Last week was the first in over a month that we went from Shabbat to Shabbat without another holiday on the Jewish calendar. As much as I cherish Rosh Hashanah, Yom Kippur, Sukkot, and Simchat Torah, the cycle of holy days can be tiring.
Today is the beginning of the month of Cheshvan. There are no holidays this month on the Jewish calendar, aside from Shabbat. Because of that, it’s been called Mar Cheshvan, the bitter month.
But in the Hasidic tradition, it’s called Ram Cheshvan, the month of elevation, of possibilities. I love that idea. It provides spaciousness, time to reflect on the introspection of Rosh Hashanah, the repentance of Yom Kippur, the joy of Simchat Torah, and the changes we vowed to make this year.
Cheshvan is also called the “empty month.” This is meant as a pejorative, but I like to turn it around and think about its very emptiness as a positive. Cheshvan holds the potential for what will be; it is holding a space for something in the future. That is the secret behind tzimtzum, the process by which God contracted God’s-self in order to create, bereshit, “when beginning.”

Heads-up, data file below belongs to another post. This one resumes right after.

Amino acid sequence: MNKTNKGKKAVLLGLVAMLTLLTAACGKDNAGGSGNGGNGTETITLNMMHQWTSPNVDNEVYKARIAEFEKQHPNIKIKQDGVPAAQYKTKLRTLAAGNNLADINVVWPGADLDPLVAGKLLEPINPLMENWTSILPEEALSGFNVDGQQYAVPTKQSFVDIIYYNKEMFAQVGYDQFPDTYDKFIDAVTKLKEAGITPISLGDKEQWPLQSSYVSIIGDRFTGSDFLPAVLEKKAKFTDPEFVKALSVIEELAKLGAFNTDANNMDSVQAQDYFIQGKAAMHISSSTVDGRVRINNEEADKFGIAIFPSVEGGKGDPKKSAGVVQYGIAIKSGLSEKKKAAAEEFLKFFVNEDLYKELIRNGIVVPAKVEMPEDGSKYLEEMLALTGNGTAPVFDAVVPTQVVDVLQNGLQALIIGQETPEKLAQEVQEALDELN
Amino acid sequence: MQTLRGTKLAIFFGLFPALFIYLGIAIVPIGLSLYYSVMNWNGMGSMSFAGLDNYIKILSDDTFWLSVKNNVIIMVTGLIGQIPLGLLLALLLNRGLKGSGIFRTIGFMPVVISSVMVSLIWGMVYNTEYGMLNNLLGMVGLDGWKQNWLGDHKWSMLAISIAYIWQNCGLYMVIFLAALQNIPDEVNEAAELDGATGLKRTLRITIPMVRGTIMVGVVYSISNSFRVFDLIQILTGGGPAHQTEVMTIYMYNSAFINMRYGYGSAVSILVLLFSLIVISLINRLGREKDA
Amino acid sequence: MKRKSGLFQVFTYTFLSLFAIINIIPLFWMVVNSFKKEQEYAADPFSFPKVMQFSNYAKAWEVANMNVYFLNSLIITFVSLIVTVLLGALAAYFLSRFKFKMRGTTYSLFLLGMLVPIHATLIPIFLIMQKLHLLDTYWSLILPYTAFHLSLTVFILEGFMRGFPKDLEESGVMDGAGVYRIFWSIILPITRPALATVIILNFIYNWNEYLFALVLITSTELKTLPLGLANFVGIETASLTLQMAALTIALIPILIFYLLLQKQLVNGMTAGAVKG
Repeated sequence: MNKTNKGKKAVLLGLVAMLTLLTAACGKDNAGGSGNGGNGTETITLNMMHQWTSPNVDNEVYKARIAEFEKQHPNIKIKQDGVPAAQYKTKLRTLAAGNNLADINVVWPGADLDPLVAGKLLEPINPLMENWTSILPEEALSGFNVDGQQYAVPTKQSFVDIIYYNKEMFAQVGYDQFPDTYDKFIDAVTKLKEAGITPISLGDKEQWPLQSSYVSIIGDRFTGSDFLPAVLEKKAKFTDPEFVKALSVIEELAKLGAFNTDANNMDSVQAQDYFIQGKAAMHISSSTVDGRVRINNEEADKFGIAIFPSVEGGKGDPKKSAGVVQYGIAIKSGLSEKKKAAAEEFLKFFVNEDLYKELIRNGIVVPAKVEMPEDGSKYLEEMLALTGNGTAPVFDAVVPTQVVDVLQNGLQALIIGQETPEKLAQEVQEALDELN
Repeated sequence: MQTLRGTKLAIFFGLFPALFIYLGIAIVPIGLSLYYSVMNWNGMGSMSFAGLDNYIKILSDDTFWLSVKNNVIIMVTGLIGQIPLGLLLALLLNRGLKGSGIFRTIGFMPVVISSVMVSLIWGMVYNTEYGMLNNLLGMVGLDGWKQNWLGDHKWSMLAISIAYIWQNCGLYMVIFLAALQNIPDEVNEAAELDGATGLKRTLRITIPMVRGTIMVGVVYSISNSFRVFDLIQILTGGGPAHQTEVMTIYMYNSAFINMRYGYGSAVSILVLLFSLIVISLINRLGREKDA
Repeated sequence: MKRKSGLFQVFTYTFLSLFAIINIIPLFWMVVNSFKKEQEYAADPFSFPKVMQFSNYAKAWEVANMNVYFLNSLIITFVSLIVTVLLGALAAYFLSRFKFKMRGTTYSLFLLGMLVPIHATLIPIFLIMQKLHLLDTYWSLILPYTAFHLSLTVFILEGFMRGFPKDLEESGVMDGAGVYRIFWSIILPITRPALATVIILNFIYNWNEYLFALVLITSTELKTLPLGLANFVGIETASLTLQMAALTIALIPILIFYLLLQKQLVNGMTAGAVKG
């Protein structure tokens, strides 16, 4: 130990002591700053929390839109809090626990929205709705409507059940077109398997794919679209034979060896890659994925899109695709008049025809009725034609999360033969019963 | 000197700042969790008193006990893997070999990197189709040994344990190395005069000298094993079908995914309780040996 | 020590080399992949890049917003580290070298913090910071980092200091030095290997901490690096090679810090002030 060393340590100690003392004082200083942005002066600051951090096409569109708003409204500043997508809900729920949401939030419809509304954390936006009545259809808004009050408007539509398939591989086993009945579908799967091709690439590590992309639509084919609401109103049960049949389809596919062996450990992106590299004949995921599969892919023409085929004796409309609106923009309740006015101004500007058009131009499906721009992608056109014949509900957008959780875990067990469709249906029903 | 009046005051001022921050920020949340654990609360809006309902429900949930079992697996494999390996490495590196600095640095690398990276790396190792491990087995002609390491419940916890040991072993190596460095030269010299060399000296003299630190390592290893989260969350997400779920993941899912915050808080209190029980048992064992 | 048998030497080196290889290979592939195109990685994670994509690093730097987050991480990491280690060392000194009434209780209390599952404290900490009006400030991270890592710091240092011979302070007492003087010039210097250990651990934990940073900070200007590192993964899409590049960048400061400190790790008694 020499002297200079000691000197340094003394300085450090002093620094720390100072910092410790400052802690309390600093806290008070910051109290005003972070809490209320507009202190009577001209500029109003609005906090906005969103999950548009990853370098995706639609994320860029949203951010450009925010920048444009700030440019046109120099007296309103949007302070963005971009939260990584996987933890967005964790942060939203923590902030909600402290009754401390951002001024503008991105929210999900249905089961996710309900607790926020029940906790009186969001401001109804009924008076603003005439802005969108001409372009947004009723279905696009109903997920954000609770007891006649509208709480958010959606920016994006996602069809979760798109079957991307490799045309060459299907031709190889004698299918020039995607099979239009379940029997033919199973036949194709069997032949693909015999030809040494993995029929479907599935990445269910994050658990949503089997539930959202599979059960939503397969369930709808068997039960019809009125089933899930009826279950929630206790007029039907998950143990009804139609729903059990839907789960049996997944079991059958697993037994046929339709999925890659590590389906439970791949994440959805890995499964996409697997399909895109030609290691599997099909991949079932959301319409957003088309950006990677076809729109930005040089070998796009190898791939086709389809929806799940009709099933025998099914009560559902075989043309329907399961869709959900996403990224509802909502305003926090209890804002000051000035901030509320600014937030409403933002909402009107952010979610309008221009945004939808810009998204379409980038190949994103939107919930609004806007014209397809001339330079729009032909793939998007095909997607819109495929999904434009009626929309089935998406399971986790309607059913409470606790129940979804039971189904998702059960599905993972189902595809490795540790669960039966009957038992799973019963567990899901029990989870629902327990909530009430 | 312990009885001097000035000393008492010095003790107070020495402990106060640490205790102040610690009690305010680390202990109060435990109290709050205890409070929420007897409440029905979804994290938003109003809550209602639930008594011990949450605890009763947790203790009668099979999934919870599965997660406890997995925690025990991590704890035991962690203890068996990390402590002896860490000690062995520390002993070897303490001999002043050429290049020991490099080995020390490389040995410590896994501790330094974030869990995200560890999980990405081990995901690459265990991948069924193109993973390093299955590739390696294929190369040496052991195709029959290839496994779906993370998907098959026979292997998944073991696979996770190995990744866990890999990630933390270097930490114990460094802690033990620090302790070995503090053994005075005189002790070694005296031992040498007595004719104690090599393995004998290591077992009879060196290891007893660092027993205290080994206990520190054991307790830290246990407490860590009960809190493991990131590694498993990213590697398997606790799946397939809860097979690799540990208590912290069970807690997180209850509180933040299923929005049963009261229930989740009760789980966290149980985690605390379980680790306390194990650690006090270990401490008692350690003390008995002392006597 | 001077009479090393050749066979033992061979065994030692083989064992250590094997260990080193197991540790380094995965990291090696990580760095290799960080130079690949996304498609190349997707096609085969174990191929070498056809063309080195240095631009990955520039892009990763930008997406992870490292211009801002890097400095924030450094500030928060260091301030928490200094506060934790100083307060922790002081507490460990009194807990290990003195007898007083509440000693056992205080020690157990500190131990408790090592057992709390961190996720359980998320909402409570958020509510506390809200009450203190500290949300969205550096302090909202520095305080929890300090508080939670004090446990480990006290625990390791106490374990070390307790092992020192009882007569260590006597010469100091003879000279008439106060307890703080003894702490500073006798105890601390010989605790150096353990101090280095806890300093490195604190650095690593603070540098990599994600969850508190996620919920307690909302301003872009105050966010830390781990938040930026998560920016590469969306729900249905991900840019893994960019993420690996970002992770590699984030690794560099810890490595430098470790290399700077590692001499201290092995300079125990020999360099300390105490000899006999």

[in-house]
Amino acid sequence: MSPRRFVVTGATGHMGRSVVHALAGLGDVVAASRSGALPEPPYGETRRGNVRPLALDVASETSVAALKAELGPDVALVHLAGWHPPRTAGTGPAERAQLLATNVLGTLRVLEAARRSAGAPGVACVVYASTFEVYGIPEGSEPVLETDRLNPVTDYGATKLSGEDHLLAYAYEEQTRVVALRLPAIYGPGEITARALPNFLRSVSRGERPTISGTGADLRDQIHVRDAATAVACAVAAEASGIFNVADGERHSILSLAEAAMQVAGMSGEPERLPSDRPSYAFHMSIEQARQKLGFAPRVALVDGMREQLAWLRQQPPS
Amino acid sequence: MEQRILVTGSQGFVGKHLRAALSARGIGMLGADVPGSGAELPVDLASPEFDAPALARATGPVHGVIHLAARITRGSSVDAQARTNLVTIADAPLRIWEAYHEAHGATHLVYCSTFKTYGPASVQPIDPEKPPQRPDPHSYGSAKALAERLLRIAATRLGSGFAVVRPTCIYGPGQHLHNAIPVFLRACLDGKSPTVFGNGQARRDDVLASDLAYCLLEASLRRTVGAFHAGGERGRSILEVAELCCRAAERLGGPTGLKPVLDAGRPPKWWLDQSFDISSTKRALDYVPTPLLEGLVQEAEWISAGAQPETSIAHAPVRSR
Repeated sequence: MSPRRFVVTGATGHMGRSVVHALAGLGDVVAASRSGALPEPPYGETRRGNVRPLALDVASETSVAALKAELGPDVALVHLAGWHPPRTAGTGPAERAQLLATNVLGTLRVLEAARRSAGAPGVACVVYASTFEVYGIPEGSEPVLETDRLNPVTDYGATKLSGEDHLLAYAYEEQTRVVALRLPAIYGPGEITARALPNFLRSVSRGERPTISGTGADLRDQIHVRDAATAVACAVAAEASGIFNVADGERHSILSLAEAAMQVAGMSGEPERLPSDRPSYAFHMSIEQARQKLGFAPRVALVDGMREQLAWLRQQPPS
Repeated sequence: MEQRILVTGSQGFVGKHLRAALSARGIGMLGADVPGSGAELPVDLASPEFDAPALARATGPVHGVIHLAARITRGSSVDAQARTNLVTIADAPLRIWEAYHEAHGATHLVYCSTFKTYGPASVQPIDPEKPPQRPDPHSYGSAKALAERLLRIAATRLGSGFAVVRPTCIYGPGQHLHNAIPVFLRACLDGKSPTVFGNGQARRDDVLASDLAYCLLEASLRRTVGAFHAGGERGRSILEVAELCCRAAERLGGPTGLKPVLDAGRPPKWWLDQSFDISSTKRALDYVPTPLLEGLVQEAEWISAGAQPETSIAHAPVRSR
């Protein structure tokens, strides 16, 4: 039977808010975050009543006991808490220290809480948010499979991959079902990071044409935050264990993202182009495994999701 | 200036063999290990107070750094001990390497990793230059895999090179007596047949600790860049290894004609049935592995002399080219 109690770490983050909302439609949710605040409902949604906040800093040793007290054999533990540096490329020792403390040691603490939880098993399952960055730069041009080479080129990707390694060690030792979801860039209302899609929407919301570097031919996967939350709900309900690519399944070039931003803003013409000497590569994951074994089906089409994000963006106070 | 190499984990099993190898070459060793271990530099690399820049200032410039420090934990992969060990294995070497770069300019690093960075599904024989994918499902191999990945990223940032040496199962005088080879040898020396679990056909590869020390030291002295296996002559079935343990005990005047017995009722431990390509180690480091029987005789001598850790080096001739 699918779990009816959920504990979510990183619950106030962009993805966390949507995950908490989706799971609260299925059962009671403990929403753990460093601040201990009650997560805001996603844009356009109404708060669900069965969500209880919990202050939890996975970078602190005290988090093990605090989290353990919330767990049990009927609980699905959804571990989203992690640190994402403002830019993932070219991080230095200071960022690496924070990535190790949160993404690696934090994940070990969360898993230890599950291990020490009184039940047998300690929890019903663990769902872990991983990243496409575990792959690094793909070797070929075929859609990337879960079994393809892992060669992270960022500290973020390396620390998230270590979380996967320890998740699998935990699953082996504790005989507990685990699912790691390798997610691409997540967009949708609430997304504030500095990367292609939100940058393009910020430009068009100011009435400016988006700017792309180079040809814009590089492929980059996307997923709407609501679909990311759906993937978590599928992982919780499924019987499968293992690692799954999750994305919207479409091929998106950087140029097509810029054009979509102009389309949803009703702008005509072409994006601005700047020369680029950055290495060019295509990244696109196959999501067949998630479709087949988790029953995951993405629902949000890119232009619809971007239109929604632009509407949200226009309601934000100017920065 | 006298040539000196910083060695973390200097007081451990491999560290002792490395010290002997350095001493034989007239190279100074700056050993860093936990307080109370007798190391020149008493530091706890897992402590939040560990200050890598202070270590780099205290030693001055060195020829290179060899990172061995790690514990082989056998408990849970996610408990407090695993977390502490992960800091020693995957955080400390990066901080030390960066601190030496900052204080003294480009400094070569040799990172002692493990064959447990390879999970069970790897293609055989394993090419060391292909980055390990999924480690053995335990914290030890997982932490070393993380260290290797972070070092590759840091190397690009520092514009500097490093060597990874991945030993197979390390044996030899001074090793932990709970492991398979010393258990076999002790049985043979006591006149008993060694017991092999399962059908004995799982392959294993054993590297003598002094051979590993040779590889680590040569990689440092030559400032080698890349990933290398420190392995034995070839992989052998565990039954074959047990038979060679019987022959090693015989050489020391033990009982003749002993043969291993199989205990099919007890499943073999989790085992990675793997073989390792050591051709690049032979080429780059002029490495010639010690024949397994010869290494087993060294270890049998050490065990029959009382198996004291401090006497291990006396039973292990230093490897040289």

Before creation, what was? Just God. Which means that God was everywhere and everything, with no room for anything else. By the act of tzimtzum, contracting and pulling back, God created space that could be populated with heaven and earth, stars and moon, animals and people. In other words, God created potential.
We too have potential. We can fill our lives with bitterness, or with elevation. We can be sad about what isn’t, or we can be hopeful about what could be. My tradition teaches us that it is incumbent upon us to fill potentiality with reality, to heal rather than destroy.
The choice is ours. We can use months like Cheshvan to fill them with whatever we want. May we remember that the work of God is in our hands, and fill the coming month with meaning and purpose.